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Can Watching Movies Be Good for You?

By Kate Gardner

I wrote last month about the amazing brain-health benefits of learning to play an instrument. I love the idea that we can do something really enjoyable and have it also be good for us. It got me thinking: Are there other things we can do to improve our health that aren't exercising, taking supplements, or eating certain foods? This month, let's take a look at one of my favorite pastimes -- watching movies!

The Good Stuff

I'm not the first person to wonder if we might enjoy health benefits while we enjoy a good movie. Researchers across the globe have investigated movies and how they affect us emotionally, mentally, and physically. 

  • Pain control - Movies appear to be useful in controlling pain. In one study, published in Complementary Medicine Research, researchers wanted to see if watching a comedy could help patients control pain and anxiety after surgery. Patients reported their anxiety and pain levels, then one group watched a funny movie while the other group did not. Afterward, the group of patients who watched the movie reported a bigger decrease in their anxiety and pain than did the other group. 

  • Anxiety - Movies may be helpful in reducing anxiety in certain situations. Hospitals are always looking for ways to ease the worry of family members who are waiting during a loved one's surgery. A study published in the Iranian Journal of Nursing and Midwifery Research examined whether watching a movie could help. And indeed, it did! Families who were waiting during surgery reported less anxiety after watching a movie.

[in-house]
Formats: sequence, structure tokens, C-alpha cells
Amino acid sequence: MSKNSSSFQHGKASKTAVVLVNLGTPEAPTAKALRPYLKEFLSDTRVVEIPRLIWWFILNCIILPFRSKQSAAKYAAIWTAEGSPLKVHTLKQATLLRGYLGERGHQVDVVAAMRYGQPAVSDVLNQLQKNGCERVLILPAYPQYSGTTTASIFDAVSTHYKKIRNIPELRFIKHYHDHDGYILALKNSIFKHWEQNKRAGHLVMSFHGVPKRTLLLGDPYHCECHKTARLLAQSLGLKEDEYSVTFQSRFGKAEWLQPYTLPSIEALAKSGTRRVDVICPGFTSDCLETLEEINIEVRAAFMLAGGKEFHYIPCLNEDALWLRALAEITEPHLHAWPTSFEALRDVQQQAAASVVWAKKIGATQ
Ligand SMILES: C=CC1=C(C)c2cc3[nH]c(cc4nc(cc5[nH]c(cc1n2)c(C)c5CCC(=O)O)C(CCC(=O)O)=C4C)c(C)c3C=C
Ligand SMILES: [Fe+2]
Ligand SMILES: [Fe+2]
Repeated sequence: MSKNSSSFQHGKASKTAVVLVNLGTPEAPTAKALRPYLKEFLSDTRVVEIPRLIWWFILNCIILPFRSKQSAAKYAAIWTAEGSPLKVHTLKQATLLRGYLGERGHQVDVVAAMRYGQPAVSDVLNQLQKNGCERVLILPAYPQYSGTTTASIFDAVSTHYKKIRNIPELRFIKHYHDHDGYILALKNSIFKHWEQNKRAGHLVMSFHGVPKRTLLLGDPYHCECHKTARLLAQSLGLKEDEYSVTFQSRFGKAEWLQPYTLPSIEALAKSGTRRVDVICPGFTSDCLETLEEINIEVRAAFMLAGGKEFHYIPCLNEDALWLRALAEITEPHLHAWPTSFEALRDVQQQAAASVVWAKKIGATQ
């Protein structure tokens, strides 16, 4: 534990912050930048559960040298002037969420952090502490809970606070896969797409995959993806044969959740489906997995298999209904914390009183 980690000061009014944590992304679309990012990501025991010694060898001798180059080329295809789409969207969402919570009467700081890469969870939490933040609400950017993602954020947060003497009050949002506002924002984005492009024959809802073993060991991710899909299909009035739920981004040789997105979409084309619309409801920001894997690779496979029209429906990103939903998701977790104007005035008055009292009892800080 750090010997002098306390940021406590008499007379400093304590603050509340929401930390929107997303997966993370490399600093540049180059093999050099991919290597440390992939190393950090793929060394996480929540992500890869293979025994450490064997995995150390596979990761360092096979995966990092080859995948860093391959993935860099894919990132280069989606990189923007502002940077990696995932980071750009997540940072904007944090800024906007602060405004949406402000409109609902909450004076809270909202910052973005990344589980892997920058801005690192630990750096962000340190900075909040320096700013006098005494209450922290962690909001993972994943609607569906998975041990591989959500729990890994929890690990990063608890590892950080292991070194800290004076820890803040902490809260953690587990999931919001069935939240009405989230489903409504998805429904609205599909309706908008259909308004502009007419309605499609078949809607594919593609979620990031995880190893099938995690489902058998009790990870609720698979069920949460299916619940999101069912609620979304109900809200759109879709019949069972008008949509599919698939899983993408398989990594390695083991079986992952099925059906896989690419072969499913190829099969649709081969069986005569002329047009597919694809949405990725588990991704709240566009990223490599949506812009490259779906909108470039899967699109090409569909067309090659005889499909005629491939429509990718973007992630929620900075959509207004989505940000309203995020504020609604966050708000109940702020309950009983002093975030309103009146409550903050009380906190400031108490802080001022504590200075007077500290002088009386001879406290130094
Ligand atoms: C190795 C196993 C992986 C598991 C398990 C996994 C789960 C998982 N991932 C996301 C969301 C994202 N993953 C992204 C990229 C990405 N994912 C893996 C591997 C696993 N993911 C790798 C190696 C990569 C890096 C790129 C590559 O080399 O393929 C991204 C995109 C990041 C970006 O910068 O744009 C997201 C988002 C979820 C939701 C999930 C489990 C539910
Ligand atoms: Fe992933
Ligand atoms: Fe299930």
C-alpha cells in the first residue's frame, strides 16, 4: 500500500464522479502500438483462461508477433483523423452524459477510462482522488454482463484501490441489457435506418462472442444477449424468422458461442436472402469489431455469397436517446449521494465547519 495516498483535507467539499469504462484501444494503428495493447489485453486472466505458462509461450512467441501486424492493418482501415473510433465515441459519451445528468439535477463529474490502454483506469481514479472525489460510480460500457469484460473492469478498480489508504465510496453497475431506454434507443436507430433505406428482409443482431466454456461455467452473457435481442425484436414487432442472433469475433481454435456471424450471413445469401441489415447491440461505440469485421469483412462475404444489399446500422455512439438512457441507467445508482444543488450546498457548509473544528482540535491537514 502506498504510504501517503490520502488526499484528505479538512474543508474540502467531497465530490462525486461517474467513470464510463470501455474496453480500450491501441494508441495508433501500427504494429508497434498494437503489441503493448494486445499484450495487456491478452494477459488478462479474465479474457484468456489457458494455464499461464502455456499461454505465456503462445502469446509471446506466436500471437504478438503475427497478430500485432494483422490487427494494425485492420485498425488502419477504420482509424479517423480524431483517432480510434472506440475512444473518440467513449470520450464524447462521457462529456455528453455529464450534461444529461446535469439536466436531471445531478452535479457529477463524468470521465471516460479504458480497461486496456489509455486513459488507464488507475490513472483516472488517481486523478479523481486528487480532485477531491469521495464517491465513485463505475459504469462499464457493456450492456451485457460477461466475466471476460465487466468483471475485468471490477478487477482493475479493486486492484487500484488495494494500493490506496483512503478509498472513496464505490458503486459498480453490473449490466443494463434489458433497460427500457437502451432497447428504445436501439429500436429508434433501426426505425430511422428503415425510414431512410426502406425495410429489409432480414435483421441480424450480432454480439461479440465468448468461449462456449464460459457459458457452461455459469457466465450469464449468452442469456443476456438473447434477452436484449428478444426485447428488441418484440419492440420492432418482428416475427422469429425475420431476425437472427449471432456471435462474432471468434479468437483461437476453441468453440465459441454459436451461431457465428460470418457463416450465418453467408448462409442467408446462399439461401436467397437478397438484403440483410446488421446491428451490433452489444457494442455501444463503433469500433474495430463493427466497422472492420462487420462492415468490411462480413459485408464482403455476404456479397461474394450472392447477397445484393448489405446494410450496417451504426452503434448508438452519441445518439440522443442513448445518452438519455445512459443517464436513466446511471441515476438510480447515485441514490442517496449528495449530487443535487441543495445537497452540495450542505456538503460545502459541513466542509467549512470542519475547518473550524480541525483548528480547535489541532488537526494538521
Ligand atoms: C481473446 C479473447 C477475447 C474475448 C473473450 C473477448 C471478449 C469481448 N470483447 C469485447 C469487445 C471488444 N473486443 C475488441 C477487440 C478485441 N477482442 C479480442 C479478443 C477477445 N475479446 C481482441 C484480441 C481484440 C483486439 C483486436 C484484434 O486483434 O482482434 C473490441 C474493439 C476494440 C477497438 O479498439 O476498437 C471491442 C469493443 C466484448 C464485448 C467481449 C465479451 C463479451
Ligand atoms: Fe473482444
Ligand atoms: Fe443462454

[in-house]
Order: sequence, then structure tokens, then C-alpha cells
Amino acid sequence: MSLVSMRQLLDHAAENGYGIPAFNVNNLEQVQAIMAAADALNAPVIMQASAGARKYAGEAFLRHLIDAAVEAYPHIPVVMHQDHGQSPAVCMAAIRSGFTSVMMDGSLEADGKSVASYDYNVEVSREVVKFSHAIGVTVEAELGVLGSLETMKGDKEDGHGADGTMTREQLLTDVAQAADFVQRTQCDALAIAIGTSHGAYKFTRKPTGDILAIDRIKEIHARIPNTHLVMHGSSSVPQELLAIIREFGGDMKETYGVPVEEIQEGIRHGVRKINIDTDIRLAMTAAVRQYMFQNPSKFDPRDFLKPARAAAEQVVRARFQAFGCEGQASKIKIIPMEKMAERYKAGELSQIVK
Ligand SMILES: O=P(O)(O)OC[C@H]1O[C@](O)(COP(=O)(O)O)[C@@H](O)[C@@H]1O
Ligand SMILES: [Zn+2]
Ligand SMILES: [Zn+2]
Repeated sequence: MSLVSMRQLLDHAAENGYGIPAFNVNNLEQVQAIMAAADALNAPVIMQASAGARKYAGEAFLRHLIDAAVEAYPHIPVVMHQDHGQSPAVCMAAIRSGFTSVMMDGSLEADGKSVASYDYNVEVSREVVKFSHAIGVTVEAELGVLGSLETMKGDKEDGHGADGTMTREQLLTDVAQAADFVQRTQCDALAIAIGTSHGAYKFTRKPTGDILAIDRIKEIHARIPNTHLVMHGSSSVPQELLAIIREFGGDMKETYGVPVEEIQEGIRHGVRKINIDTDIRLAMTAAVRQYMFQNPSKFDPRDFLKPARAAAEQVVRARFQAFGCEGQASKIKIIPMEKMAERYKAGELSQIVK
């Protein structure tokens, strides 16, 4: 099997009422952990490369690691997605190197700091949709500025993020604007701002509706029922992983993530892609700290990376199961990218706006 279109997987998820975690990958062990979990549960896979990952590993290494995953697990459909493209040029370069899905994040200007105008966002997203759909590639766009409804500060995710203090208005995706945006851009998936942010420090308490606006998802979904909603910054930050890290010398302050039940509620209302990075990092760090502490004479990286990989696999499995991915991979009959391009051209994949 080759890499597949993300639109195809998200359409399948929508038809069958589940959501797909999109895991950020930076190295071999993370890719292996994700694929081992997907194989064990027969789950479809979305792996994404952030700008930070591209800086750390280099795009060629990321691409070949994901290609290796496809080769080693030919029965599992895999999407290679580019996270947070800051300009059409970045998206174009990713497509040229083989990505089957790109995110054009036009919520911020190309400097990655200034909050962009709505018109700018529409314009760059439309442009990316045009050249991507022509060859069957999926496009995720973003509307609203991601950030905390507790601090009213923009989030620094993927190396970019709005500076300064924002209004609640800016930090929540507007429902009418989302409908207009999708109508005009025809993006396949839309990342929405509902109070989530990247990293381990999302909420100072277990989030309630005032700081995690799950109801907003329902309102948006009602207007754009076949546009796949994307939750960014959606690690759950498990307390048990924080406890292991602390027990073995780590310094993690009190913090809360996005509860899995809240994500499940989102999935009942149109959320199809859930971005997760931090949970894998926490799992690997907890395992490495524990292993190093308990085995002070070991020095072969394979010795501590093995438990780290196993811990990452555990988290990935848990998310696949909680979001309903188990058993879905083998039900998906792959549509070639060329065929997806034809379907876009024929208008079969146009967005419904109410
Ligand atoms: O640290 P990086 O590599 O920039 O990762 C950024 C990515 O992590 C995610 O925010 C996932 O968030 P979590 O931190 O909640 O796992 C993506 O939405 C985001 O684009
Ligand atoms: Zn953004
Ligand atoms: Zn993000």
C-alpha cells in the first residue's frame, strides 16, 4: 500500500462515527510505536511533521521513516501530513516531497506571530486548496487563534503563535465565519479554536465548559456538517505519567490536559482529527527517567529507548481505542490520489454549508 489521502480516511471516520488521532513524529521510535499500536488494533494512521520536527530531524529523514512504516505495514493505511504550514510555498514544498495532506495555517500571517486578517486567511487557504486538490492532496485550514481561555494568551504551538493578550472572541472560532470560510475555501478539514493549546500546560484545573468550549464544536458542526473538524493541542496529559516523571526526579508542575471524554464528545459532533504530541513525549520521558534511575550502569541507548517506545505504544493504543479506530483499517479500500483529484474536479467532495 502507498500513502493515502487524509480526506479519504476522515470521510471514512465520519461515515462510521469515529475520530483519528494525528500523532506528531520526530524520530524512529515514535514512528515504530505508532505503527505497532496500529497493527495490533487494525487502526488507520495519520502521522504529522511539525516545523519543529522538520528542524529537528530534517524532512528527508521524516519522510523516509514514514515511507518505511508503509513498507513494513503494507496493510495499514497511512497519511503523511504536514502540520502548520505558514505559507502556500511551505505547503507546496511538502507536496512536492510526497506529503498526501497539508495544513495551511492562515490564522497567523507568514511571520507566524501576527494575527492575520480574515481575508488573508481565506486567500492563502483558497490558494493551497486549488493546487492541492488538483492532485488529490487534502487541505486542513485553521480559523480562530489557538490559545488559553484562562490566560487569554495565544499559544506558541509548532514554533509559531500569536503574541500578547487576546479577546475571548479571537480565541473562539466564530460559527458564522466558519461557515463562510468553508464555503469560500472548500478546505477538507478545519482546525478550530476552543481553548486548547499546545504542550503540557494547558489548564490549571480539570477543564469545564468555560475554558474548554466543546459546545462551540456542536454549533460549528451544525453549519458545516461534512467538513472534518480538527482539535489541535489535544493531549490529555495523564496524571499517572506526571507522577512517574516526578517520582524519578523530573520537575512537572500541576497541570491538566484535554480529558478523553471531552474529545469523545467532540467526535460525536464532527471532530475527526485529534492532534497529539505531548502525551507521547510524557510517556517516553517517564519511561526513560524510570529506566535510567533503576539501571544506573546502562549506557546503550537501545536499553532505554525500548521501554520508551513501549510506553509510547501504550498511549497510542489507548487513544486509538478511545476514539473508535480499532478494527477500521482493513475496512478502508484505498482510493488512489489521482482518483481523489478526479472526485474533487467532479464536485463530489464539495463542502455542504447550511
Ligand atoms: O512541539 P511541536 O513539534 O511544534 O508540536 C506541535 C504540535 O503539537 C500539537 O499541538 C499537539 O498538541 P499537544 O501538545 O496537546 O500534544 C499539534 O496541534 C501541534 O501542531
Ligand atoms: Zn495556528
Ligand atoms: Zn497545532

The Bad Stuff 

Unfortunately, watching movies isn't all roses and sunshine. There are times when doing so may have a negative impact on our health and decision-making. 

  • Decision making - It may not come as a surprise that movies can influence how we make decisions, especially for adolescents. One study in the Journal of Studies on Alcohol and Drugs suggests kids who watch movies where alcohol is consumed may be more likely to drink themselves. On a similar note, research reported in Addiction suggests that kids who watch movies with smoking may be more likely to smoke. 

  • Heart health - It makes sense that watching a really scary movie can make your heart beat fast. Research in Stress showed that this true. Watching a horror movie can increase heart rate and blood pressure, as well as other markers that can be bad for heart health. 

It can be a lot of fun to look at the research on how movies affect our health, but whether you love romantic comedies or the grossest of horror movies, you're probably safe to keep enjoying them. Make sure to talk to kids about the movies they're watching and consult a healthcare provider if you're concerned your heart may not be up to the latest scary movie. 

To learn more about your health, wellness, and fitness, visit your local chiropractor at The Joint Chiropractic in Flower Mound, Tex. 

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